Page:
“Taiwanese dialect”: a Dangerous Tool of Taiwanese Nationalism?

The New York Times recently had an article entitled “Taiwan’s Independence Movement Likely To Wane” on the forthcoming presidential elections in Taiwan. Leaving aside the political assertions made by the writer, which are more than capably dealt with by other writers (see the end of this post) – one sentence right at the end is troubling from a linguistic point of view:

In Mr. Chen’s tenure, the government, besides pushing for controversial foreign policies, also carried out domestic policies centered on Taiwanese nationalism, such as promoting a Taiwanese dialect.

Quite apart from the misrepresentation of the language, demoting it to a “dialect” (a common misdemeanour among non-linguists), there is the worrying association of the Taiwanese language with Taiwanese nationalism. While I would not seek to deny the obvious links in the past and present of language/independence activism, but to many people the promotion of Taiwanese (and other native languages, like Hakka and the aboriginal tongues, which Chen’s administration has also supported) is something completely separate from any goals of Taiwanese independence. Mandarin, like Japanese before it, is an imposed language, enforced by the Kuomintang after the flight to Taiwan at the end of the Chinese Civil War. Is promoting the native languages which many on the island speak tantamount to promoting independence?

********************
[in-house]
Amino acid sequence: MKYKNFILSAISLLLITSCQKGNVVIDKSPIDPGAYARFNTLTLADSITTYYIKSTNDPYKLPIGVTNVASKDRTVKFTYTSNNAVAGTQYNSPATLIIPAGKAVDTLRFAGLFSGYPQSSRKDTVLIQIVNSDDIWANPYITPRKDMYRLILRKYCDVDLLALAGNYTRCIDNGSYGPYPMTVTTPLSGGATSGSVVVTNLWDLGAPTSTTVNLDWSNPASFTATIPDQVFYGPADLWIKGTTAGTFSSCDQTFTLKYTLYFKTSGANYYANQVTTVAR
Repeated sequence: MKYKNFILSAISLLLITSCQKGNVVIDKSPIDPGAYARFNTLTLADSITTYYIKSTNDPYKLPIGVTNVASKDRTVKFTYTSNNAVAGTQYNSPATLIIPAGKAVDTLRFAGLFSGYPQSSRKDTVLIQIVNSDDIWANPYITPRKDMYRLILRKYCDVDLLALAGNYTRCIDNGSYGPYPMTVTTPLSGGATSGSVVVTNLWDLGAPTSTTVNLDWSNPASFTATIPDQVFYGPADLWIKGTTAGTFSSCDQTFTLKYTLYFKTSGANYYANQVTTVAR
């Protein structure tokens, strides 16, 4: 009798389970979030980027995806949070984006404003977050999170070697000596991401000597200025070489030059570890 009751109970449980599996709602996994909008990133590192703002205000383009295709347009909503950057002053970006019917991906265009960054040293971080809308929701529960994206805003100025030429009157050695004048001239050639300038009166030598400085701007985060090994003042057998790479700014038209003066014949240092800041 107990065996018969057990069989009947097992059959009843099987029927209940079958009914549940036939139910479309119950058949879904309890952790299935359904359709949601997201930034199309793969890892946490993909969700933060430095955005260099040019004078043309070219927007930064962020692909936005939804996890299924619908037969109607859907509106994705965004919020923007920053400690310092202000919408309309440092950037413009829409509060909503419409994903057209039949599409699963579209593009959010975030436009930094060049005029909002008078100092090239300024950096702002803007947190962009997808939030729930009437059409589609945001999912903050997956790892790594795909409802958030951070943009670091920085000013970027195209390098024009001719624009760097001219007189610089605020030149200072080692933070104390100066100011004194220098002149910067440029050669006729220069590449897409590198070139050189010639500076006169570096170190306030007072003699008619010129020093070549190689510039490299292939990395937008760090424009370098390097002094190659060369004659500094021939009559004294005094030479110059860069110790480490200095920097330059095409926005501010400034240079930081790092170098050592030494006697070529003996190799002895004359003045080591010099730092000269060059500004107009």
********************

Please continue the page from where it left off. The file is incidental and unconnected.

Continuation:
Michael Turton (possibly Taiwan’s most prolific English-language blogger) has a piece, focused on the political, which tears apart the NYT article, as does A-gu of “That’s Impossible…”, who also mentions the linguistic issues involved.

2 Responses to ““Taiwanese dialect”: a Dangerous Tool of Taiwanese Nationalism?”

  1. Mark S. says:

    That’s the same author who, less than two weeks ago, wrote about the oracle bones in the National Palace Museum. He described these as having “the first known written Chinese ideograms.”

    I wrote him about his misuse of “ideograms” and the redundancy of the word “written” but have not received a response.

  2. Mark S. says:

    A couple hours after I wrote the above response, I received a message from Wong, who said he’d take a look at the DeFrancis work on the ideographic myth, to which I had referred him. So I’ll give him credit for that, at least.

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